Tau Secretion and Propagation Is Regulated by p300/CBP via Autophagy-Lysosomal Pathway
Xu Chen1,2,*, Yaqiao Li1, Chao Wang1,2, Yinyan Tang3, Sue-Ann Mok4, Richard M. Tsai2,5,
Julio C. Rojas2,5, Anna Karydas2,5, Bruce L. Miller2,5, Adam L. Boxer2,5, Jason E. Gestwicki4, Ana-Maria Cuervo6,7, Michelle Arkin3, and Li Gan1,2,*
1Gladstone Institute of Neurological Disease, 2Department of Neurology, 3Small Molecule Discovery Center, Department of Pharmaceutical Chemistry, 4Institute for Neurodegenerative Disease, Department of Pharmaceutical Chemistry, Weill Institute for Neurosciences, 5Memory and Aging Center, University of California, San Francisco, CA 94158, USA, 6Department of Developmental and Molecular Biology, 7Institute for Aging Studies, Albert Einstein College of Medicine, Bronx, NY 10461, USA
*Corresponding authors: email@example.com, firstname.lastname@example.org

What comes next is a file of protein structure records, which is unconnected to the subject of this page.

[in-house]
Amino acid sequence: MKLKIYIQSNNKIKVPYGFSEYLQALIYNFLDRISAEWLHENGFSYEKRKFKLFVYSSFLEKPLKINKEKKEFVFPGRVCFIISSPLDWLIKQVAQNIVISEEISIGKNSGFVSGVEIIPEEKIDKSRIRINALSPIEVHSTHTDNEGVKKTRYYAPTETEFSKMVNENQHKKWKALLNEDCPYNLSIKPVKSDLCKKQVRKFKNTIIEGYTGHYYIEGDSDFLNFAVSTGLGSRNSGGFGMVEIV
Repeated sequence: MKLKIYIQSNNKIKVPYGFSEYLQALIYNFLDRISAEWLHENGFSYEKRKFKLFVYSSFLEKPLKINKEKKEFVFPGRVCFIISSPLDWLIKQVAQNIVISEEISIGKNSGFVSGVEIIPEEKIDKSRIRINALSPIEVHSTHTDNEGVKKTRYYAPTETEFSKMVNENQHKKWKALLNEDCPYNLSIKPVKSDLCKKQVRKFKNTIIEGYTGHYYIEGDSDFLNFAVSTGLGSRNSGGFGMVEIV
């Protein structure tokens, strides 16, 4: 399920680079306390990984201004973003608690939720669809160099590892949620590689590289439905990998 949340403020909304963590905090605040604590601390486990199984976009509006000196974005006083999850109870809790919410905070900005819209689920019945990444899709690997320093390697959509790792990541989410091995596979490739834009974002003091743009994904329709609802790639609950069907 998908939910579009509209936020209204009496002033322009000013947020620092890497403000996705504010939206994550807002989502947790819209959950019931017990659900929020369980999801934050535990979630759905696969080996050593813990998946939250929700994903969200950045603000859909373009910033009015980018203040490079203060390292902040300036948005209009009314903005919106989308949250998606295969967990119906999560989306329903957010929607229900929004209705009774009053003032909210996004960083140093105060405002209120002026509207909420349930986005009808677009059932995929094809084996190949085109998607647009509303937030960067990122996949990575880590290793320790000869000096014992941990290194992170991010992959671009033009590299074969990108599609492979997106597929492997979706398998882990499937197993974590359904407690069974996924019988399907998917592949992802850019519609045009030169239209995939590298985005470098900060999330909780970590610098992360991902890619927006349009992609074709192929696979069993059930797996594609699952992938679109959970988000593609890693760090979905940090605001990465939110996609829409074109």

The trans-neuronal propagation of tau has been implicated in the progression of tau-mediated neurodegeneration. Secretion of tau from neurons is the initial step towards tau transmission. However, little is known about the underlying cellular mechanism. Here, we report that p300/CBP - the lysine acetyltransferase that acetylates tau and regulates its homeostasis and toxicity - is a key regulator of tau secretion via modulating the autophagy-lysosomal pathway (ALP). We show that increased p300/CBP is associated with impaired ALP function in tau transgenic mouse model and in HEK293 reconstitution model. p300/CBP hyperactivation increases tau secretion via blockage of the autophagic flux. Conversely, inhibiting p300/CBP genetically or pharmacologically promotes autophagy, reduces tau accumulation and tau secretion, and ameliorates tau propagation in fibril-induced tau spreading models in vitro and in vivo. Our findings showed that p300/CBP-induced impairment in the ALP underlies excessive unconventional secretion and pathogenic spread of tau. The connections between p300, autophagy and tau secretion underscore the notion that aberrant metabolism might contribute to neurodegeneration.